Russia, the world’s biggest energy exporter, will probably reduce duties on most oil shipments abroad by 4.5 percent on April 1, down from a 10-month high, after Urals crude prices fell.
The standard export duty is likely to decline to $401.50 a metric ton, or about $54.80 a barrel, from $420.60 a ton this month, according to Bloomberg calculations based on oil price data from the economy and finance ministries. The March duty has been at the highest level since May 2012.
The government is reviewing the export duty structure to encourage producers meet President Vladimir Putin’s goal of keeping output at more than 10 million barrels a day. Production was 10.46 million barrels a day in February, near a post-Soviet high, according to preliminary data from the Energy Ministry’s CDU-TEK unit. Oil and gas provide about half of Russia’s budget revenue.
The discounted rate on some eastern Siberian and Caspian Sea grades may drop to $197.10 a ton from $211.40 this month. The levy on extra-heavy crude, set at 10 percent of the standard duty, would be $40.10 in April.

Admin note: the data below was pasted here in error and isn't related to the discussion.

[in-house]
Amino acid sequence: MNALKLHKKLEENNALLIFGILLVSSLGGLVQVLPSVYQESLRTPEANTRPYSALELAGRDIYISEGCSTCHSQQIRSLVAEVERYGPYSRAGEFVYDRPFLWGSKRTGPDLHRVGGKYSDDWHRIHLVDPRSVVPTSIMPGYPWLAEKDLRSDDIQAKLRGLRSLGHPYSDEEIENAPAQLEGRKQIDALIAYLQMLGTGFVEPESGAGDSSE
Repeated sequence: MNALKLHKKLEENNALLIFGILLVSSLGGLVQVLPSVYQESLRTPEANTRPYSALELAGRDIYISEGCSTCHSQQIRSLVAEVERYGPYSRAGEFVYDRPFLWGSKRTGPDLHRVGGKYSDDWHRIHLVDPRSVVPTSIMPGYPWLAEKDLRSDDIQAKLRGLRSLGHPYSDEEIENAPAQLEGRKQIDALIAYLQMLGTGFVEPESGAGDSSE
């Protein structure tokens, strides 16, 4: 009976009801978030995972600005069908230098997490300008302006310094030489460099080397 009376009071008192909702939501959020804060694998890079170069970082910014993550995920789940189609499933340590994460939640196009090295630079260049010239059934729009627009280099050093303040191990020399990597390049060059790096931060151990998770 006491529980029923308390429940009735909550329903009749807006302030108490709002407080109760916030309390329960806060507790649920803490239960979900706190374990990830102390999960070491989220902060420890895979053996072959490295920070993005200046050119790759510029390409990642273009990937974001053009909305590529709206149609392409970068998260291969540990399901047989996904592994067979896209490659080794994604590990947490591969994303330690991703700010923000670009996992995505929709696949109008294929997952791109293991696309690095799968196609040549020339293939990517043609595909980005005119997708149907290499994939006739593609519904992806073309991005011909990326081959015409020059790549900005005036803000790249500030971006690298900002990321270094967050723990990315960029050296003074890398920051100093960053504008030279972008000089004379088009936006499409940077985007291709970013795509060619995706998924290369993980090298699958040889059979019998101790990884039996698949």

Russia bases the export taxes on the average Urals blend price from the 15th day of one month to the 14th of the next. The benchmark export grade averaged about $110.02 a barrel during the most recent period, Alexander Sakovich, a Finance Ministry adviser, said today by phone. In the previous monitoring period, it averaged $114.38, according to the ministry.
The Economy Ministry will publish the levies on its website before they come into effect, he said.
The duty for middle distillates, such as diesel, and heavy products, such as fuel oil, may fall to $265 a ton from $277.60. A gasoline tax, set at 90 percent of the crude oil duty since May 2011 to counter domestic shortages, may be reduced to $361.40 a ton in April from $378.60 this month.
The government may lower the duty on liquefied petroleum gases such as butane and propane to $70.50 a ton from $131.40.